Read the full interview below:
“We’re going to win Wisconsin,” he began. “Arizona — it’ll be down to 8,000 votes, and if we can do an audit of the millions of votes, we’ll find 8,000 votes easy. If we can do an audit, we’ll be in good shape there.”
“Georgia, we’re going to win,” he continued, “because now, we’re down to about 10,000, 11,000 votes, and we have hand-counting” — a reference to the coming recount. “Hand-counting is the best. To do a spin of the machine doesn’t mean anything. You pick up 10 votes. But when you hand-count — I think we’re going to win Georgia.” He’ll also win North Carolina, Trump joked, “unless they happen to find a lot of votes. I said, ‘When are they going to put in the new votes in North Carolina? When are they going to find a batch from Charlotte?'”
Then there are two more — Michigan and Pennsylvania. “The two big states,” Trump said, before allowing, “They’re all sort of big.” In those two, Trump is pinning his strategy on protesting the exclusion of his campaign’s observers during critical periods of vote-counting. “They wouldn’t let our poll watchers and observers watch or observe,” Trump said. “That’s a big thing. They should throw those votes out that went through during those periods of time when [Trump observers] weren’t there. We went to court, and the judge ordered [the observers] back, but that was after two days, and millions of votes could have gone through. Millions. And we’re down 50,000.”
It was definitely an optimistic scenario and one at odds with the current state of the race. Wisconsin has already been called for Joe Biden, who has a lead of 20,546 votes. Arizona has just been called for Biden, with a lead of 11,390 votes. Georgia has not been called yet and is headed for a recount, the hand recount that Trump wanted, with Biden leading by 14,057 votes. North Carolina, on the other hand, looks good for Trump. Although it has not yet been called, the president leads Biden by 73,244 votes.
Then, there are Michigan and Pennsylvania. Both have been called for Biden, who has a 148,382-vote lead over Trump in Michigan and a 54,273-vote lead over Trump in Pennsylvania. There is no way that many votes for Trump could appear, so the president’s hope is for the protests to work — so far, they haven’t — and also, in Pennsylvania, for a judicial victory over the state Supreme Court’s unilateral decision to extend the deadline in which mail-in votes could be received. That is a case Trump should definitely win — the state court completely ignored the legislature’s constitutional authority to make such decisions — but that does not mean it will make much difference in the vote totals.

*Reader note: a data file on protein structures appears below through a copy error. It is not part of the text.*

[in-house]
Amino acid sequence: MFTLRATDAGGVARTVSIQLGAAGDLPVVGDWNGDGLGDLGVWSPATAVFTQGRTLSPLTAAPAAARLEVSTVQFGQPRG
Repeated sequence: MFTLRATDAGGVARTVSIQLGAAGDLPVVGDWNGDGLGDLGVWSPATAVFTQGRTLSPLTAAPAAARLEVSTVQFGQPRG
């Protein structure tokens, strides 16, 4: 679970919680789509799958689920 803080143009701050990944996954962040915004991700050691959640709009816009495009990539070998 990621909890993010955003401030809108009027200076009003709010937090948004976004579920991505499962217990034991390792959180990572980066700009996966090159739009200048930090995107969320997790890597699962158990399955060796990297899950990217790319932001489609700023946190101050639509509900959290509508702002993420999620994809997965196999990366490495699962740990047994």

Indeed, the picture looks bleak for the president. As he spoke on Thursday, GOP strategist Karl Rove, Hugh Hewitt, and this newsletter noted that it is impossible, or all but impossible, for him to come back in enough states to win the election. At one point in the conversation, the president seemed to consider and then quickly reject the idea of losing. “I’m a guy who realizes — five days ago, I thought, ‘Maybe,'” he said, pausing for just a second. “But, now I see evidence, and we have hundreds of affidavits,” referring to the testimonials included in his lawsuits.
Democrats and their allies in the press, of course, are demanding that Trump drop his legal challenges. They are nothing more than a “temper tantrum” by the president and Republicans, Senate Minority Leader Chuck Schumer said Thursday. On the other hand, many in the GOP would prefer to let the process run its course. But one voice on the Left is also arguing that the litigation should go ahead.
“Americans should not worry about these suits,” wrote Jed Shugerman, a professor at Fordham Law School, in a Washington Post op-ed. “Indeed, we should welcome them.” Shugerman said he does not believe the various Trump suits have any merit and indeed thinks they will all be thrown out of court. That, he said, would highlight their shortcomings.
But then: “It is also a bad idea, as a general matter to object to election law litigation. In two years, or four years — and possibly in two months in Georgia — the shoe may be on the other foot. It would look hypocritical to condemn the very idea of challenging an election result now, only to turn around and do so in different (albeit more legitimate) circumstances.”
Whatever the case, Trump is forging ahead. When I asked him how quickly he might turn things around, he said, “I don’t know. It’s probably two weeks, three weeks.” He knows the situation. He has heard many people tell him it’s over and time to concede. But at the very least, it is important for his most devoted supporters to see him fighting to stay in office. And he closed with a good-natured warning for everyone who has told him there is no hope: “Never bet against me.”